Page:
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A Pilot Study on the Living-Alone, Socio-Economically Deprived Older Chinese People’s Self-Reported Successful Aging: A Case of Hongkong

  • Jik-Joen LeeEmail author
Article

Abstract

This study fills the gap of literature review in the field of successful aging among non-Western older people. It identifies predictors of self-reported successful aging for living-alone older Chinese people with a relatively low socioeconomic status. Also, it records these respondents’ typical interpretations of the concept of successful aging in their own words. This study employed a single-item, subjective approach to enable elderly respondents to define their own successful aging. It made use of an open-ended question to collect respondents’ interpretations of the concept of successful aging. This study successfully interviewed, at home, 109 randomly selected older Chinese people living alone in two public housing estates. The response rate was 75.6%. Life satisfaction, sex, self-reported health status, satisfaction with living environment and major source of income were crucial predictors of these older Chinese people’s self-reported successful aging. The explanatory power was 50.9%. Several typical interpretations of the concept of successful aging obtained from these respondents were categorized into the following groups: (1) health-related issues, (2) financial issues, (3) personal issues, (4) family issues, (5) psychological issues, and (6) housing issues. Many of their interpretations were consistent with some of this study’s predictors. Living-alone, relatively deprived older Chinese respondents’ self-reported successful aging seems to focus more on subjective predictors than on objective ones. Their interpretations of the concept of successful aging are culturally and socio-economically oriented. These older people’s cognitive assessment of their successful aging is thus largely a personal experience of their daily lives.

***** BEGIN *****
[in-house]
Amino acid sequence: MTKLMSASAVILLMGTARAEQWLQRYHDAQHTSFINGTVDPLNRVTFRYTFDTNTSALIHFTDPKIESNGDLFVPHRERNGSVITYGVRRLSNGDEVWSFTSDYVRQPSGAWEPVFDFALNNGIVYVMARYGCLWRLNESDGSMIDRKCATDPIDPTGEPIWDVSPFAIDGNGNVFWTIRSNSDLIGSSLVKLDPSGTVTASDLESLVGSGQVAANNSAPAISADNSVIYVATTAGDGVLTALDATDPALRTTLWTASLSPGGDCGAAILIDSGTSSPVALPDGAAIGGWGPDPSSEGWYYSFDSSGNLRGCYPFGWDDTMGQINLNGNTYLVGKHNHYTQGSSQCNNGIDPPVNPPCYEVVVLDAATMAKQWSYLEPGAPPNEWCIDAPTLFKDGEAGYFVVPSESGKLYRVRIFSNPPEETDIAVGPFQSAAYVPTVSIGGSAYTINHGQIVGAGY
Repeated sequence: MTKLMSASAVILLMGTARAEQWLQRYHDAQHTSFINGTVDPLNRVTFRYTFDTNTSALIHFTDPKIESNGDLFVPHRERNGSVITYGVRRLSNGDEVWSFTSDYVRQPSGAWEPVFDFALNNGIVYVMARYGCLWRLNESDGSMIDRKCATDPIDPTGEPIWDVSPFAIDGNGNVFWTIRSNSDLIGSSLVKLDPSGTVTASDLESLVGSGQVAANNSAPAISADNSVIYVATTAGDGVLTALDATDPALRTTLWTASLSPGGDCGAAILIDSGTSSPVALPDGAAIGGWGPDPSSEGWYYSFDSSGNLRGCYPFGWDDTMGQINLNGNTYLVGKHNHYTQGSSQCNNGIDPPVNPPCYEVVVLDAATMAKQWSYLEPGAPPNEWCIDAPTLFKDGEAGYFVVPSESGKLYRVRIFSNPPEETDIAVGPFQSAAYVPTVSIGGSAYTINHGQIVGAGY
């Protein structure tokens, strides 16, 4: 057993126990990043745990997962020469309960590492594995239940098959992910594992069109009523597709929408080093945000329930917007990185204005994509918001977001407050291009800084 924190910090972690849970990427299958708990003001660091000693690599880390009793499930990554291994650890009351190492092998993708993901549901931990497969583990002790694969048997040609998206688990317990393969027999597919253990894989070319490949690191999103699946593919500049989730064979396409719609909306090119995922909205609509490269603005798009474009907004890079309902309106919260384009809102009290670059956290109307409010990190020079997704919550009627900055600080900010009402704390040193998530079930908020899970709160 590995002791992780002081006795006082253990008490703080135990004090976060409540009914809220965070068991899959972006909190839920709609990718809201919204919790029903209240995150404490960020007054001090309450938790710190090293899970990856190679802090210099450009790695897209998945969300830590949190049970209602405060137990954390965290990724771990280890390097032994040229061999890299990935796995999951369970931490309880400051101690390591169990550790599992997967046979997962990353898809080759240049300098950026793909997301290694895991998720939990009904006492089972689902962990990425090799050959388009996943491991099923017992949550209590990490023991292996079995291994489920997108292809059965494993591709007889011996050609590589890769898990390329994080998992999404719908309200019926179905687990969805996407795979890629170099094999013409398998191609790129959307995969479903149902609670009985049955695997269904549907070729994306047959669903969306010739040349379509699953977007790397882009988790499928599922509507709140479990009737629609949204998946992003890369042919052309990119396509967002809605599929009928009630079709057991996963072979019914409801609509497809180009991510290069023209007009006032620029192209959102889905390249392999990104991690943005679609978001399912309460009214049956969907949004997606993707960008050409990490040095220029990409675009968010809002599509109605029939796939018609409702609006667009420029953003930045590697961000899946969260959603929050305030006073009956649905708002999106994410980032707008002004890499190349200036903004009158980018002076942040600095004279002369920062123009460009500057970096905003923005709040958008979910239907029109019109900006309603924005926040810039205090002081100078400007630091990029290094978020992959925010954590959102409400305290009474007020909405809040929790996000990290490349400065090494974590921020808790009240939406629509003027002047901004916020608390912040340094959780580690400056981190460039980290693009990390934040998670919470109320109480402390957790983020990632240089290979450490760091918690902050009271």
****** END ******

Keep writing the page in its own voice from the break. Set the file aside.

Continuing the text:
Keywords

Older people Successful aging Life satisfaction Living alone Chinese 

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Copyright information

© Springer Science+Business Media B.V./The International Society for Quality-of-Life Studies (ISQOLS) 2009

Authors and Affiliations

  1. 1.Department of Social WorkThe Chinese University of Hong KongShatinHongkong

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